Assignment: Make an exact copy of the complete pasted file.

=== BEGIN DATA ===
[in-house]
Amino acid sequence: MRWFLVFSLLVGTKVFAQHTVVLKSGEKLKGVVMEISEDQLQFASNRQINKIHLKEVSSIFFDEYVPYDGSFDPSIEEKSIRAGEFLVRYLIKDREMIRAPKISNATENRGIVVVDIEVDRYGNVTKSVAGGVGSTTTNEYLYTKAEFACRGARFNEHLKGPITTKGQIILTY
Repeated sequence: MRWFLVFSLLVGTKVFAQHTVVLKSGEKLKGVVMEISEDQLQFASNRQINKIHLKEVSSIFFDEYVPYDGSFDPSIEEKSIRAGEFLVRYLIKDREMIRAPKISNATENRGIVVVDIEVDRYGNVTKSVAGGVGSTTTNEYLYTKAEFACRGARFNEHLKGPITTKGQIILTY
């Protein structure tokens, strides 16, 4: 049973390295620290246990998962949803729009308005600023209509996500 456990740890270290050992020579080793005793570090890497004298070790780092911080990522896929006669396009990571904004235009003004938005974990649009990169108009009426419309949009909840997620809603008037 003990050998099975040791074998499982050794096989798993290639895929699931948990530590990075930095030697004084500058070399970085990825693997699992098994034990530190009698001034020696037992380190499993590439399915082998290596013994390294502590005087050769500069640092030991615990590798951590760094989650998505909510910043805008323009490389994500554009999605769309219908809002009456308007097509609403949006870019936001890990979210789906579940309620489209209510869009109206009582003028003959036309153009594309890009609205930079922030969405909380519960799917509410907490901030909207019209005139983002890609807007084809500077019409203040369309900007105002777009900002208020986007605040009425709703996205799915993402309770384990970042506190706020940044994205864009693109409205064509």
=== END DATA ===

[in-house]
Amino acid sequence: MRWFLVFSLLVGTKVFAQHTVVLKSGEKLKGVVMEISEDQLQFASNRQINKIHLKEVSSIFFDEYVPYDGSFDPSIEEKSIRAGEFLVRYLIKDREMIRAPKISNATENRGIVVVDIEVDRYGNVTKSVAGGVGSTTTNEYLYTKAEFACRGARFNEHLKGPITTKGQIILTY
Repeated sequence: MRWFLVFSLLVGTKVFAQHTVVLKSGEKLKGVVMEISEDQLQFASNRQINKIHLKEVSSIFFDEYVPYDGSFDPSIEEKSIRAGEFLVRYLIKDREMIRAPKISNATENRGIVVVDIEVDRYGNVTKSVAGGVGSTTTNEYLYTKAEFACRGARFNEHLKGPITTKGQIILTY
């Protein structure tokens, strides 16, 4: 049973390295620290246990998962949803729009308005600023209509996500 456990740890270290050992020579080793005793570090890497004298070790780092911080990522896929006669396009990571904004235009003004938005974990649009990169108009009426419309949009909840997620809603008037 003990050998099975040791074998499982050794096989798993290639895929699931948990530590990075930095030697004084500058070399970085990825693997699992098994034990530190009698001034020696037992380190499993590439399915082998290596013994390294502590005087050769500069640092030991615990590798951590760094989650998505909510910043805008323009490389994500554009999605769309219908809002009456308007097509609403949006870019936001890990979210789906579940309620489209209510869009109206009582003028003959036309153009594309890009609205930079922030969405909380519960799917509410907490901030909207019209005139983002890609807007084809500077019409203040369309900007105002777009900002208020986007605040009425709703996205799915993402309770384990970042506190706020940044994205864009693109409205064509």